For system administrators, developers and service providers

Obviously, ensuring that OpenSSL is up to date or patched is top priority. Troy Hunt provides some additional advice in his blog post.

Heartbleed and the goto fail and GnuTLS bugs

Heartbleed isn’t related to the Apple goto fail or the GnuTLS bug we’ve seen in the past couple months.  The goto fail and GnuTLS bugs are susceptible to man-in-the-middle attacks where a malicious intruder can pretend to be the trusted service you’re communicating with and intercept messages between you and the service.  Heartbleed on the other hand allows attackers to read parts of the computer’s memory that they should not have access to.

OpenSSL and open source projects

OpenSSL is an open-source project with eleven volunteer developers, maintaining one of if not the most used SSL/TLS libraries, probably on their own time.  I think they should be respected for taking on the heavy responsibilities of this project.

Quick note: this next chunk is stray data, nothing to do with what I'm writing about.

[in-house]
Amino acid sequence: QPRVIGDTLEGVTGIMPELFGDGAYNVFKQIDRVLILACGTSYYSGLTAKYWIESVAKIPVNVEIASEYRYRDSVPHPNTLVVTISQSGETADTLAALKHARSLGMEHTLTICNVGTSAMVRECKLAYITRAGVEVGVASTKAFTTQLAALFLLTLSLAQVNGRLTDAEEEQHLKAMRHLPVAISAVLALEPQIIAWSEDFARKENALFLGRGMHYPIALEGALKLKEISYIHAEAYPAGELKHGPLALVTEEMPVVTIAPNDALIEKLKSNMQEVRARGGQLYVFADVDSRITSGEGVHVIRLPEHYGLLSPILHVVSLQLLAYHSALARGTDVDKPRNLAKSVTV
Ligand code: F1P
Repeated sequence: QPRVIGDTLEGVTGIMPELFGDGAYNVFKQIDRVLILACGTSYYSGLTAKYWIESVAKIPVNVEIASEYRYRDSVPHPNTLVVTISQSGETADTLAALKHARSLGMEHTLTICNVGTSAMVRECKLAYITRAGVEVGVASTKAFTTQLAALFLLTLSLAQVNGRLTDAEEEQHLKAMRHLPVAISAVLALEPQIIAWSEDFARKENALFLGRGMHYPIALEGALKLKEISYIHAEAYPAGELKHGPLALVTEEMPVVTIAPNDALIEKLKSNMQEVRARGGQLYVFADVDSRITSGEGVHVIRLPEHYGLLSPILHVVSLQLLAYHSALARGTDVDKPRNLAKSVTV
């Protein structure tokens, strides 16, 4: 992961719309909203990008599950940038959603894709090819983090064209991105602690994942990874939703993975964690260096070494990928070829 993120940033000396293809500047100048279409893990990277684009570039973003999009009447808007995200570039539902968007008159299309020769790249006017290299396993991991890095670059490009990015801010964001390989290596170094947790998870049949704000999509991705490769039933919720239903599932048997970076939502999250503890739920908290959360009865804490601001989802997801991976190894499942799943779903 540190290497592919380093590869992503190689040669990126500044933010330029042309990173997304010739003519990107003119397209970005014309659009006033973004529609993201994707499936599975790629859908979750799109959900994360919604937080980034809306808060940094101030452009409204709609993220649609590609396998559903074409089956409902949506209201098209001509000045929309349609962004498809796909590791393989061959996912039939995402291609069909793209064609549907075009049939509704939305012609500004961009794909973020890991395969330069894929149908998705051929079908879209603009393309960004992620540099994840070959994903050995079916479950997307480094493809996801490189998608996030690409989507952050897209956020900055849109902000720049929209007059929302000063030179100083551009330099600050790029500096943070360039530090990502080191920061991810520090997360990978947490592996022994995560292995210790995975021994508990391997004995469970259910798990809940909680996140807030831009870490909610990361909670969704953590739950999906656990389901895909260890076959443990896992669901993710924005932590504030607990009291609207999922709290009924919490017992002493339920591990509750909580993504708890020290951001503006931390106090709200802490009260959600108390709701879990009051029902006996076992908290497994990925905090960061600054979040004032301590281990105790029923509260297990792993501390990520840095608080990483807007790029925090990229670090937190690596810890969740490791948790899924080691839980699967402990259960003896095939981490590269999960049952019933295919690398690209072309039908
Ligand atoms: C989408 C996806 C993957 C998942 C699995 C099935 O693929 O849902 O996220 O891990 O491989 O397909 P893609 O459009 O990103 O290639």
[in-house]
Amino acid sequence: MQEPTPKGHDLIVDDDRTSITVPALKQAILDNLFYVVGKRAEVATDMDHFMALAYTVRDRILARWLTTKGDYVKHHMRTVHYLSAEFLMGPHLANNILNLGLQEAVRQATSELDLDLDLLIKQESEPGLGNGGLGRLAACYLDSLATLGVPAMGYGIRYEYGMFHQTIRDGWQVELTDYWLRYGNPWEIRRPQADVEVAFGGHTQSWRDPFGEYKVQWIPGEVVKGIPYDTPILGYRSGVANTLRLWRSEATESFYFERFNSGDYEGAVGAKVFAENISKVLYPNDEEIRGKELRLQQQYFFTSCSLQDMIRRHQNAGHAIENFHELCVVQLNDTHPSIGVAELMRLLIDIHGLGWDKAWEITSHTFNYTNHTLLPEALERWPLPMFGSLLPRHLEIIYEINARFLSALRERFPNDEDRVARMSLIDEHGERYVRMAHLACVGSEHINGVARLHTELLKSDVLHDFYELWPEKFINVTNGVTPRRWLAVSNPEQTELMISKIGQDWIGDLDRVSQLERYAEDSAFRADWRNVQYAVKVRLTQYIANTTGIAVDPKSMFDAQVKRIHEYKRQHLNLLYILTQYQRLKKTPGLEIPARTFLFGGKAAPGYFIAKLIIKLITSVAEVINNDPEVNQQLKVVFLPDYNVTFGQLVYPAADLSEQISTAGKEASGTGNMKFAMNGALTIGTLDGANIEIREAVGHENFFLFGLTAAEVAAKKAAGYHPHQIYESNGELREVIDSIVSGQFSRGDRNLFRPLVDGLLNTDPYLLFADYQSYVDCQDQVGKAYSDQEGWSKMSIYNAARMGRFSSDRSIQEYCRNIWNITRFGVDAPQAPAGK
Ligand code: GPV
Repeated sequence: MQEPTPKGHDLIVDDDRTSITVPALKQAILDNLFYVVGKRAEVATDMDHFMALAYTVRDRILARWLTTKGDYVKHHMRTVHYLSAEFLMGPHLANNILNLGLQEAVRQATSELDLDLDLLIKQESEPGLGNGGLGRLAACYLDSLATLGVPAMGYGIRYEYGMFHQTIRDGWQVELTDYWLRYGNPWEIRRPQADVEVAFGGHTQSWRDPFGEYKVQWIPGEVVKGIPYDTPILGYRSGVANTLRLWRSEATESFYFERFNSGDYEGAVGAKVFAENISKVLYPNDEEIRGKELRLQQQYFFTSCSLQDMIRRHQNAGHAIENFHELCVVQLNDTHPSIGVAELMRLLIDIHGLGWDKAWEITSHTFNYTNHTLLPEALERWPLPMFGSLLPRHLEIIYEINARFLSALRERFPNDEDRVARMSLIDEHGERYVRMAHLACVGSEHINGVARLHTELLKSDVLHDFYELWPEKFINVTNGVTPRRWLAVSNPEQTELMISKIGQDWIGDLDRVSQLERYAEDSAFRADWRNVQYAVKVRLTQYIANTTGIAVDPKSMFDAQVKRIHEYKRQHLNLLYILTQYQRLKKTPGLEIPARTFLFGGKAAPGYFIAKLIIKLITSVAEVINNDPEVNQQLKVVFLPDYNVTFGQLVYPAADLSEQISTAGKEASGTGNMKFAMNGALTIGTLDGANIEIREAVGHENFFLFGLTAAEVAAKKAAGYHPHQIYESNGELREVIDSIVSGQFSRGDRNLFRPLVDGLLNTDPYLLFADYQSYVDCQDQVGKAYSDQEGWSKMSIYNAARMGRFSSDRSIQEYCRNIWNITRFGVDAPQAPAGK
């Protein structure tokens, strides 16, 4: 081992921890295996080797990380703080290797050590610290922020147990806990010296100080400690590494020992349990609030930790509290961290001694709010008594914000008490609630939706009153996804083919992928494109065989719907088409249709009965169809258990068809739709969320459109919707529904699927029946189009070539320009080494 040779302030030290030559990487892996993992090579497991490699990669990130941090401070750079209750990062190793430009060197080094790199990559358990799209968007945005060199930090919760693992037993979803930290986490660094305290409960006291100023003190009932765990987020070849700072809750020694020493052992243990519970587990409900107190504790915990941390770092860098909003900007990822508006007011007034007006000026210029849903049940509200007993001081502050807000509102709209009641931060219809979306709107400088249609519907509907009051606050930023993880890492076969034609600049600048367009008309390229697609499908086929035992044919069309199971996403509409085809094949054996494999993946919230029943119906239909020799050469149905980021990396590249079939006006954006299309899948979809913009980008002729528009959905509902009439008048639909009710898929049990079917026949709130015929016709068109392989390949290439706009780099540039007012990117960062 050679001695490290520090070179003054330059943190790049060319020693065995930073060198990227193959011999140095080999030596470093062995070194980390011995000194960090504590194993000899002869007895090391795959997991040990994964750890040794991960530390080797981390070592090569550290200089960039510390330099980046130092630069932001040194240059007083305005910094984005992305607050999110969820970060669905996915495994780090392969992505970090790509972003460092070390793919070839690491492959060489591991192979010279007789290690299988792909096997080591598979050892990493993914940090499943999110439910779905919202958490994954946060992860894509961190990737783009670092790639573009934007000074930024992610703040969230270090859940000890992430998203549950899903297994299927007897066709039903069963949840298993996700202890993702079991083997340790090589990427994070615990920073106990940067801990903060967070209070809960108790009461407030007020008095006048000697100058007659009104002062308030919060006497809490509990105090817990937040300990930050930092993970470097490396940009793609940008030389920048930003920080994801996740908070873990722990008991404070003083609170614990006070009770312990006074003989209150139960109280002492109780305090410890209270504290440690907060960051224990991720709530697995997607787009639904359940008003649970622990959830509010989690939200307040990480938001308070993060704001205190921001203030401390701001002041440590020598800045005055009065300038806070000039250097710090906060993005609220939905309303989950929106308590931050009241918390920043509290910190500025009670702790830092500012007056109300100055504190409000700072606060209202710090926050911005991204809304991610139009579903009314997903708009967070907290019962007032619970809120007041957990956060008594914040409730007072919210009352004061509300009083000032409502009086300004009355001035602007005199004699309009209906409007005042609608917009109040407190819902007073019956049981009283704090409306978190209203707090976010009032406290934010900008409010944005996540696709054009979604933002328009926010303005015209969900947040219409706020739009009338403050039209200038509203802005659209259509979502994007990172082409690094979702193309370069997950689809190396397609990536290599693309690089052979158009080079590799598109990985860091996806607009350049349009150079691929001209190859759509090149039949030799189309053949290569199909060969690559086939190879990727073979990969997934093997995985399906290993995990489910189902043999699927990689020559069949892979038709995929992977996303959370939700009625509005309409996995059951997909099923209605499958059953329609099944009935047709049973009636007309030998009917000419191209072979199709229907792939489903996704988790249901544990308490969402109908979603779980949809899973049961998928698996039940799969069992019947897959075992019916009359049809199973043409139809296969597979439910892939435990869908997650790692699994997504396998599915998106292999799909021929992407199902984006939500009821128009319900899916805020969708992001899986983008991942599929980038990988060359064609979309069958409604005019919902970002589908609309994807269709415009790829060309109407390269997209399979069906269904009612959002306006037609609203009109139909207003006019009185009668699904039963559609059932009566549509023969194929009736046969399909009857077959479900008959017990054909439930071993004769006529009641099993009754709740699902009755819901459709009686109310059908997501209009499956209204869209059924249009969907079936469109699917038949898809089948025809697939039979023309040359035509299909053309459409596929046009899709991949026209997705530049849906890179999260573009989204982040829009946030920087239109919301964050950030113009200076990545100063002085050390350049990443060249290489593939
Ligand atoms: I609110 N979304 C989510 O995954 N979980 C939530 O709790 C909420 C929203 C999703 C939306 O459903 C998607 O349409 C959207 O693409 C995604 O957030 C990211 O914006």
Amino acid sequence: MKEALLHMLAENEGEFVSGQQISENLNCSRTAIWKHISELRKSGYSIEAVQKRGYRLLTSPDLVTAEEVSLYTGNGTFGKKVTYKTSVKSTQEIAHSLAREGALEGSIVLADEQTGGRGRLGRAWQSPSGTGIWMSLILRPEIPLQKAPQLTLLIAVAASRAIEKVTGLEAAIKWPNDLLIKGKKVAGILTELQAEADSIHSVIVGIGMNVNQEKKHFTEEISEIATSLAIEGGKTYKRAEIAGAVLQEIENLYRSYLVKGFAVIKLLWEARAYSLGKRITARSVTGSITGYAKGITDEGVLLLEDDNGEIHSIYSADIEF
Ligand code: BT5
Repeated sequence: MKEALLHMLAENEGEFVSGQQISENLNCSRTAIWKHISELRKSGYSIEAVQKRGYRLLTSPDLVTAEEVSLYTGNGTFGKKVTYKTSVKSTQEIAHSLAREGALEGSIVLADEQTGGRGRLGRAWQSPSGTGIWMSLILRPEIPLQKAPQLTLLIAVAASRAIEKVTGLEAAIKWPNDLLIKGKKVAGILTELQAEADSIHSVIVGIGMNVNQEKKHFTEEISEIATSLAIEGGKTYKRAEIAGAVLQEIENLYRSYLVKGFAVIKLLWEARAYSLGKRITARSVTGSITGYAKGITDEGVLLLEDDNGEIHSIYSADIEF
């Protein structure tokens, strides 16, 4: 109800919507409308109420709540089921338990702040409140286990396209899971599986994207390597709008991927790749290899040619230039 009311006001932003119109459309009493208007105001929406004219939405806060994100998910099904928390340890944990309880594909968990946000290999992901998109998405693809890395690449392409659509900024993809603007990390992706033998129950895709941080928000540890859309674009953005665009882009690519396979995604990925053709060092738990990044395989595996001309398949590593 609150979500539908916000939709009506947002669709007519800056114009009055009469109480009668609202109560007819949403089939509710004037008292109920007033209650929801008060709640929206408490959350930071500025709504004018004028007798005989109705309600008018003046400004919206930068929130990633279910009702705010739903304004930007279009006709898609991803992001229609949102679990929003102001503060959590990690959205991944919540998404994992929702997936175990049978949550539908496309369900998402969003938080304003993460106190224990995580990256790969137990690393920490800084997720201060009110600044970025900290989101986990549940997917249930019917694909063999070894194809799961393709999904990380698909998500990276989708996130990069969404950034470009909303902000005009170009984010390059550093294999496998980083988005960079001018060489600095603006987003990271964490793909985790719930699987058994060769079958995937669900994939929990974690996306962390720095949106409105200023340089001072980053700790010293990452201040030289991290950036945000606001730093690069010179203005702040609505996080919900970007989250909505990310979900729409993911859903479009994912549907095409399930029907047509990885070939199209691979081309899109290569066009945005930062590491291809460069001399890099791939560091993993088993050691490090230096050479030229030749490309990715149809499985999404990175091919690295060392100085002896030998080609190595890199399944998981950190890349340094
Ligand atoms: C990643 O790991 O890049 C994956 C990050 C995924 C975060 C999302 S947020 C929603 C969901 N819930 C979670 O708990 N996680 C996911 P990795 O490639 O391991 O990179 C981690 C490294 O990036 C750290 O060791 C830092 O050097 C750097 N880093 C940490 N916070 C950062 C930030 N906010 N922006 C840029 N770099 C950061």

Open-source projects allow external developers to read the source code and even submit improvements and contributions.  Depending on the project, there are different procedures to getting contributions accepted, usually including a code review process where the core maintainers ensure that the contributions work as intended and meet the standards of the project (kind of like how a newspaper editor goes over the articles of his writers before they get published).  Since humans aren’t 100% perfect, bugs and mistakes unfortunately happen, as much as we try not to allow them.

While it is possible to order security audits of software, for open-source projects that usually don’t generate any profit, it is difficult to come up with the money.  I remember when we got a security audit for MyBB, it was in the order of thousands of dollars.

Conclusion

There is a lot of information about the Heartbleed vulnerability on the news and media, and from reading the comments on many of the blog posts and news articles I have read, many people don’t really understand what Heartbleed is and its implications.  I hope that this article sheds a little bit of light on that, and provides more resources for those who want to dig a little deeper in understanding it.